How A Software Update Could Help The Curiosity Rover Travel Across Mars Faster

As advanced as the robotic rovers which explore Mars are, one thing that might surprise you is how slowly they travel. The NASA Curiosity rover, for example, has a top speed of less than 0.1 mph, far less than the typical human walking speed of 3 mph. Even though it could theoretically travel more than one hundred meters in a day, it typically travels just a few hundred meters per month.

That's because the drivers who control the rover are very careful with it, avoiding any hazards which could potentially damage the rover — being especially aware of potential harm to its wheels, which are already damaged from its 11 years of travel across the Red planet. They need to avoid obstacles like large boulders and potential dangers like sharp rocks named gator backs for their rough surfaces, while still visiting sites of interest like climbing up the steep slopes of Mount Sharp, also known as Aeolis Mons, a mountain located within the crater whose layers represent millions of years of deposits.

Making plans for driving the rover is a balance between wanting to visit new and exciting locations within the Gale Crater, where Curiosity is based, for the sake of scientific interest, and trying to preserve the rover's hardware so it can keep going for as long as possible.

In April 2023, though, NASA's Jet Propulsion Laboratory uploaded a new software update to Curiosity which should enable it to drive faster, while reducing the wear on its wheels. The update is based on the software used by Curiosity's young sibling, the Perseverance rover.

How the new software will help Curiosity drive faster

The Perseverance rover, which was launched nine years after Curiosity, has more advanced software which has a particular feature called thinking while driving which allows it to perform a certain amount of driving autonomously, or by itself. The rover uses an auto-navigation system called AutoNav which takes images from its cameras to build up a 3D map of its environment, then plans a route to avoid obstacles. This software still needs human drivers to oversee the routes it plans out, but the system allows Perseverance to travel much faster: 120 meters per hour compared to Curiosity's 20 meters per hour. Curiosity has its own, older version of AutoNav, but now it has been upgraded with new software to make it quicker.

"This won't let Curiosity drive as quickly as Perseverance, but instead of stopping for a full minute after a drive segment, we're stopping for just a moment or two," said Curiosity's engineering operations team chief Jonathan Denison. "Spending less time idling between drive segments also means we use less energy each day. And even though we're almost 11 years old, we're still implementing new ideas to use more of our available energy for science activities."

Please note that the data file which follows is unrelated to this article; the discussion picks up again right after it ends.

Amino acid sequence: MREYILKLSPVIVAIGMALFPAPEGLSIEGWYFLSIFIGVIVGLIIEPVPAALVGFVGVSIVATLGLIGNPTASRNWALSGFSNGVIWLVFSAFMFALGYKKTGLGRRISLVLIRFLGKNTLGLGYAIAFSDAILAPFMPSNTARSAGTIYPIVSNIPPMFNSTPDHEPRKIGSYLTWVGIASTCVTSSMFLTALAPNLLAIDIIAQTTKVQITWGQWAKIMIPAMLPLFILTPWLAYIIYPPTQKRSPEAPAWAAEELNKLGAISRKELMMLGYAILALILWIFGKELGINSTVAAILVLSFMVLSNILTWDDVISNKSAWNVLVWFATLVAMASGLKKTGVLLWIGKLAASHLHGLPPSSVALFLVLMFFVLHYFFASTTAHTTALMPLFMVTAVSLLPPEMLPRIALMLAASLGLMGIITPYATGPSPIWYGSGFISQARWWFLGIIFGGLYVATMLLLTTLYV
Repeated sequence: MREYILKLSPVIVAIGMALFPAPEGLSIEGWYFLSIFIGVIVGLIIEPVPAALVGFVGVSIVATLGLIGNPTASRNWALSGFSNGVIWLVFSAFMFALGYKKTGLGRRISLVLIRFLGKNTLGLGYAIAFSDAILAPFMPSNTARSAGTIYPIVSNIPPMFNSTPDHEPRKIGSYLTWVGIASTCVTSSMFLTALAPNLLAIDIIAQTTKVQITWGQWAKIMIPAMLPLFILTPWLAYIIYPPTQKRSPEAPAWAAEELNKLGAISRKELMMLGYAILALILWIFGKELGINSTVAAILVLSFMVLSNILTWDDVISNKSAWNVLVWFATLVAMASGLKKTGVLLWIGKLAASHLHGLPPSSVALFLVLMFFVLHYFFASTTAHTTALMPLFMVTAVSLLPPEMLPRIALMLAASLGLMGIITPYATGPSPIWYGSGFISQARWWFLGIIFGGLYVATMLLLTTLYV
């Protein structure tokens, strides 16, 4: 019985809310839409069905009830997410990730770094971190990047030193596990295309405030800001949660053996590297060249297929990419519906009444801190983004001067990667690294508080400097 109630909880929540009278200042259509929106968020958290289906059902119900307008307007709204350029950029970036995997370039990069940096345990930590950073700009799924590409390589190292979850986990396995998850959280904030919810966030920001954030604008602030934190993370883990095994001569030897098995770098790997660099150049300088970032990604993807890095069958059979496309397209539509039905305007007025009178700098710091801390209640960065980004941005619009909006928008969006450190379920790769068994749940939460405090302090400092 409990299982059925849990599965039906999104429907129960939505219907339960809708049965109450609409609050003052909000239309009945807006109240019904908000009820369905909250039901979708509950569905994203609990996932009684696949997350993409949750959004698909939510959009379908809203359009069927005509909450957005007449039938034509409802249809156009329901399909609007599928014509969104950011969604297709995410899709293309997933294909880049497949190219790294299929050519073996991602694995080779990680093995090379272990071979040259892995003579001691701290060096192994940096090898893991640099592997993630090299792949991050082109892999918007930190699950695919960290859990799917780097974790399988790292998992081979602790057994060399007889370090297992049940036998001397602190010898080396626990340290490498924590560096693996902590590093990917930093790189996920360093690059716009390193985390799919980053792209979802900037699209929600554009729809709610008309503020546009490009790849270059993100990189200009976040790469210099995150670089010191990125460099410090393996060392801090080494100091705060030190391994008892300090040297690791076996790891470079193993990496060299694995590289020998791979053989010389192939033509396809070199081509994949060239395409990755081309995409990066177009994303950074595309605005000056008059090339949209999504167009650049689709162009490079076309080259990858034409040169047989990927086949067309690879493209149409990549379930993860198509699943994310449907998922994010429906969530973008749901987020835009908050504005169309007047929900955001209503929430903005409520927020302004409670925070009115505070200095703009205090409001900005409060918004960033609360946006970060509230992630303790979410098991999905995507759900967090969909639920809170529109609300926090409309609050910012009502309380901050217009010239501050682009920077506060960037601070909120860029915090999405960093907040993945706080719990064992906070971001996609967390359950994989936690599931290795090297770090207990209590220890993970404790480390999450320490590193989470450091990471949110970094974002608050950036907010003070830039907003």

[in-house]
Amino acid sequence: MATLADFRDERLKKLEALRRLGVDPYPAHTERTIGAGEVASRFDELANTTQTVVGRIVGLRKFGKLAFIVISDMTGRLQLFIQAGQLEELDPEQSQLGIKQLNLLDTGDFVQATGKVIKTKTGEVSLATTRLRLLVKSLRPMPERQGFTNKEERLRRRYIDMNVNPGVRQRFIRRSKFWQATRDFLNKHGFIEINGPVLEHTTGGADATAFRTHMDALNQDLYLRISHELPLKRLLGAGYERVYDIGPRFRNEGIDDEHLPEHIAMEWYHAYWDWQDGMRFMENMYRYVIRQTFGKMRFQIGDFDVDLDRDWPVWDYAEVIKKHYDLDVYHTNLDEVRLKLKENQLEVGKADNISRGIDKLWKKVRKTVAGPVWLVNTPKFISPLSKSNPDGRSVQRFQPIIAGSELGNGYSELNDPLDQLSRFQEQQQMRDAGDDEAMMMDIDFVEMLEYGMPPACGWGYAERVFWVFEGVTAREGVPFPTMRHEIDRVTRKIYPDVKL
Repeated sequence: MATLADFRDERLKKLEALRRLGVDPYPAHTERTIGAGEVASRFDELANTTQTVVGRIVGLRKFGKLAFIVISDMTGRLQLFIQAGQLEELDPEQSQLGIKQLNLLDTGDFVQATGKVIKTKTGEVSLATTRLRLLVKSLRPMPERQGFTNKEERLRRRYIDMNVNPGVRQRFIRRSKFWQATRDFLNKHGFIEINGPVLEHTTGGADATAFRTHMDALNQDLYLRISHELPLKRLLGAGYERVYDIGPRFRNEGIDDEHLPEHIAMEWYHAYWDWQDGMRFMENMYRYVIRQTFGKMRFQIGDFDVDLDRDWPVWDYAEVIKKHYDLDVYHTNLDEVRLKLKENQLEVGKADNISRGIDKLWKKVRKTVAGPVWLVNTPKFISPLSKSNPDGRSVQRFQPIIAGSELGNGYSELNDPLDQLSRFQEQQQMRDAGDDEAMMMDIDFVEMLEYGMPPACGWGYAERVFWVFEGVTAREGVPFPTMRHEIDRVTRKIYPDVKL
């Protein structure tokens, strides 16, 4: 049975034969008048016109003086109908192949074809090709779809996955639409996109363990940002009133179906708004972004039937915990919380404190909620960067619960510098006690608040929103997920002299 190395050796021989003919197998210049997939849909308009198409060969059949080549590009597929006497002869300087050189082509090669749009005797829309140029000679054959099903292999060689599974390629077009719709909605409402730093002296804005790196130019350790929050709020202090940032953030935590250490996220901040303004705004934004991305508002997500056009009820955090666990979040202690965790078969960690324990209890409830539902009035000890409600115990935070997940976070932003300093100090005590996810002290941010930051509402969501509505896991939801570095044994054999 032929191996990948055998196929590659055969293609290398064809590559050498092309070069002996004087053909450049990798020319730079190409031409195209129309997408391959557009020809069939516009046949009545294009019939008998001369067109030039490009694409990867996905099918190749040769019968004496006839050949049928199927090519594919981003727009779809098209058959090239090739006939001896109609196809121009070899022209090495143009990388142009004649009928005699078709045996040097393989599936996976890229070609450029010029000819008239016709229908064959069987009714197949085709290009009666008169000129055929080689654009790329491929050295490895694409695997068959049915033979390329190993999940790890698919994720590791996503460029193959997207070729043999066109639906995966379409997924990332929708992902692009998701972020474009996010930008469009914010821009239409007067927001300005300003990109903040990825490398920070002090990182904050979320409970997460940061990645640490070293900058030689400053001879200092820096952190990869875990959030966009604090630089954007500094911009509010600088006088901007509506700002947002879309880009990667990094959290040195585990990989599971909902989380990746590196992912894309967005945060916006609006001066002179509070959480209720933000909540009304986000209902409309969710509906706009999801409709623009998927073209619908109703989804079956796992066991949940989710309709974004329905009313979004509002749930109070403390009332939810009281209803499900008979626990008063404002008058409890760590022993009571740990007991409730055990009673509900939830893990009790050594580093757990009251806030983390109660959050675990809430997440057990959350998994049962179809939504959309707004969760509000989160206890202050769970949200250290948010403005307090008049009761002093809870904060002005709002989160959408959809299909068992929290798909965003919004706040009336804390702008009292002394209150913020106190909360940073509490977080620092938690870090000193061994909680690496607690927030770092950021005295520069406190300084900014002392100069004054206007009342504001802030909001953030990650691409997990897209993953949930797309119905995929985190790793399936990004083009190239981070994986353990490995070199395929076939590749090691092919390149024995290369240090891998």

Perseverance has the advantage of a special dedicated computer for its autonomous navigation, which is why it can still travel faster. Curiosity doesn't have a dedicated computer, so it will still need to stop to process images of the terrain, but now it can do this processing faster.

Keeping Curiosity roving

Even though the software has been working well on Perseverance, the Curiosity team wasn't going to upload it to their rover without thorough and careful planning. After all, there are no tech repair shops on Mars and the emphasis is always on keeping the rover as safe and healthy as possible to allow it to continue for a long mission.

As well as the updated Autonav software, the update included a total of 180 changes, each of which had to be planned and accounted for. The rover itself also had to stop all science operations between April 3 and April 7 2023 to get the software loaded.

This is the first update to Curiosity's software since 2016, and the team has been working on all of the many software tweaks for years. "The flight software is essential to our mission, so this is a big deal for our team," said Kathya Zamora-Garcia, Curiosity Project Manager. "This is a major software update, and we had to make sure we did it right."

With the update now complete, everything seems to be working just fine and the team can breathe a sigh of relief. "The idea of hitting the install button was a little scary," Denison said. "Despite all our testing, we never know exactly what will happen until the software is up there."